bird2Tagore’s Santiniketan was supposed to be a boundary-less unconditioned intellectual exercise. ‘Hope’ was unlimited in supply, naturally ‘fear’ could not make much headway at the initial stages. Today, we find kilometers of concrete boundaries literally, and a system fairly well entrenched within the periphery. Amazingly in such a well-fed and well-laid system, ‘hope’ has becomes rather rare, and ‘fear’ of failure looms large! Philosophically speaking, Visva Bharati appears to be a system with boundaries enforced in its cognitive plane, while the scintillating unknown lies beyond these boundaries. We only hope the inquisitive ones within Visva Bharati will tread beyond these boundaries in their cognitive plane and usher in ‘hope’ for us; we shall then be bold enough to tackle the ‘fears’. The baton of ‘hope’ in Tagore’s Santiniketan needs to be passed on to next generations as an essential element of education. Is our intellectual cognitive plane geared up accordingly?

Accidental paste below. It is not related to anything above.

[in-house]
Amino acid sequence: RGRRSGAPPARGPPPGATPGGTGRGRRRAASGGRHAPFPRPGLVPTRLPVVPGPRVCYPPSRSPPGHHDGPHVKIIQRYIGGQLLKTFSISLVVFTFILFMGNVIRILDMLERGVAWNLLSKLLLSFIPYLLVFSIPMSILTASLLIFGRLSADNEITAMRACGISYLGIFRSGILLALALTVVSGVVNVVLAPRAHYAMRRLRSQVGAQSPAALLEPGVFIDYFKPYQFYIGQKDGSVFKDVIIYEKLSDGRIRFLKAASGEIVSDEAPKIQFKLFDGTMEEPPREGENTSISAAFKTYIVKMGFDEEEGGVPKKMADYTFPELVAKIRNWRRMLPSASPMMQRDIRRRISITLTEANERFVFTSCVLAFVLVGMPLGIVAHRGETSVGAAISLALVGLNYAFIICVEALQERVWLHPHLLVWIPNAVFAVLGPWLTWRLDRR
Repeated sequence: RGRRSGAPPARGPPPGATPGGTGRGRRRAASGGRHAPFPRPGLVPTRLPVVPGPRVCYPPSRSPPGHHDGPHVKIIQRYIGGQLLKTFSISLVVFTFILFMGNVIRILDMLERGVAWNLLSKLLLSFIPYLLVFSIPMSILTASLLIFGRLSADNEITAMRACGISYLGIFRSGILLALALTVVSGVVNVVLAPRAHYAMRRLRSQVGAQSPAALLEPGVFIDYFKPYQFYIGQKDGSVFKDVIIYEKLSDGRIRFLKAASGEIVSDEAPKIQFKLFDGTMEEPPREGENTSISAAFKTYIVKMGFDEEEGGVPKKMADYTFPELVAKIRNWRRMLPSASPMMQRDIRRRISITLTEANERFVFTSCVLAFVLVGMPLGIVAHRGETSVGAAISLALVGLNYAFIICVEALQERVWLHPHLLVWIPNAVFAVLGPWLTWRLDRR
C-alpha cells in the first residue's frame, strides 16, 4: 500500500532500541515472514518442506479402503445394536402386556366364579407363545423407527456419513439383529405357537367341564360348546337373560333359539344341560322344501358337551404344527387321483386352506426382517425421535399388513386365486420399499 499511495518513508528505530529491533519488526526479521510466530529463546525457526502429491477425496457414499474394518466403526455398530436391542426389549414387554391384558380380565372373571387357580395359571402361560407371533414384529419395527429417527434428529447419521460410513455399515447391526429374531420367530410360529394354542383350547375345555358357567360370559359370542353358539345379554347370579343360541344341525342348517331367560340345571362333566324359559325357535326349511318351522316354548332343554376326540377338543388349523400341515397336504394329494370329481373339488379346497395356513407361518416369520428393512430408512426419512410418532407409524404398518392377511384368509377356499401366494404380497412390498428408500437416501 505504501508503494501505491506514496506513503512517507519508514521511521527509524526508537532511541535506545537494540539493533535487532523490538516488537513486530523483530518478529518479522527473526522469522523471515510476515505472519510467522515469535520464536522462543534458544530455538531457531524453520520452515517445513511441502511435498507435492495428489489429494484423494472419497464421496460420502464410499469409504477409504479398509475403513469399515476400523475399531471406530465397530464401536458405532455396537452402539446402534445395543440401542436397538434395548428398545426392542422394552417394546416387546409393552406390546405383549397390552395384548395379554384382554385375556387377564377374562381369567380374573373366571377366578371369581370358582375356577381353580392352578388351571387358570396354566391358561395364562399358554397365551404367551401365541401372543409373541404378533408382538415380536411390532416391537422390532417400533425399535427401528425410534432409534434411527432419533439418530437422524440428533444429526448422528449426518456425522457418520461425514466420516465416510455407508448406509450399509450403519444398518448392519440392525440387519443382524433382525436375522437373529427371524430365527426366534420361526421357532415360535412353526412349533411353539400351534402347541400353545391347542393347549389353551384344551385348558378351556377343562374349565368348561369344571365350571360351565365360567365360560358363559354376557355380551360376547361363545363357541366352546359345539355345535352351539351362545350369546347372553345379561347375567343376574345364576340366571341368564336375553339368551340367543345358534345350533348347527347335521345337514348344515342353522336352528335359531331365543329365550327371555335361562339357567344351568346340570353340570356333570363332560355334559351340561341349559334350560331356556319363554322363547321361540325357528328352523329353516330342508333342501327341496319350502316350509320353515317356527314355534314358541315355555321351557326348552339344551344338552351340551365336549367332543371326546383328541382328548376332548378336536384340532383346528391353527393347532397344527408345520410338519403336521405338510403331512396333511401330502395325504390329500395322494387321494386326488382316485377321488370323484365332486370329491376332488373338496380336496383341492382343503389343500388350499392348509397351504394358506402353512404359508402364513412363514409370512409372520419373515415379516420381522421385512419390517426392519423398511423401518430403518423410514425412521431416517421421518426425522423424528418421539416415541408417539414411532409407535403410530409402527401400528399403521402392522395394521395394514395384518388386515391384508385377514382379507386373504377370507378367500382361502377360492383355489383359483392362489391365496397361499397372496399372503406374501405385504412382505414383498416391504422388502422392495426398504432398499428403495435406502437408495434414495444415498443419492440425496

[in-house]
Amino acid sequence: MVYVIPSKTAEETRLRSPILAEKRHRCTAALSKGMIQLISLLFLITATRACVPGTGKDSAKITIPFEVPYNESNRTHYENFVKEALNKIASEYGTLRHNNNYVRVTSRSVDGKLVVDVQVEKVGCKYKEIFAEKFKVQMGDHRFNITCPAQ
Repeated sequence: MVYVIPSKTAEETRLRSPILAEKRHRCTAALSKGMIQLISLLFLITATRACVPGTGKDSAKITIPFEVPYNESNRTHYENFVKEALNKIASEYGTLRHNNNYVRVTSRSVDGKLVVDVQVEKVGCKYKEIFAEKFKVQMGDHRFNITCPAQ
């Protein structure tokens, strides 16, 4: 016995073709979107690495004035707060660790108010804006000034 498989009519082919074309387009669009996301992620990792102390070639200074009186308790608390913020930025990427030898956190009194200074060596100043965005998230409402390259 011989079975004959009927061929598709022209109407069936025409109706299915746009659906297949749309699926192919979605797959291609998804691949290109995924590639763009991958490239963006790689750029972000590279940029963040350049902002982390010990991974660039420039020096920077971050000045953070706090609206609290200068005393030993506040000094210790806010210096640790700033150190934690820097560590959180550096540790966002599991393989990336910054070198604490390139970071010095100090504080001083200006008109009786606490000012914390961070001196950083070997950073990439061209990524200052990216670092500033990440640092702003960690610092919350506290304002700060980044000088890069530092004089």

Nature1In our personal lives too, with reasonable level of professional success, at least almost all the ex-students of Visva Bharati are fairly well settled now, ‘hope’ remains illusive inspite of rigorous intellectual training guided by Rabindranath Tagore in our formative days. So, in effect to let the story of our formative years to evolve to maturity, we need to locate the sense of ‘hope’ somewhere deep within us. It is really strange that, generally speaking, we have not been able to inherit even the iotas of the indomitable spirit of Tagore to initiate relevant changes in society around us. This inability to usher in ‘hope’ by the ex-students of Visva Bharati naturally makes Tagore irrelevant to the present students as well as days passes by.
people2Extremely apologetic,
Shubhashis Mitra
Ex-Student, Visva Bharati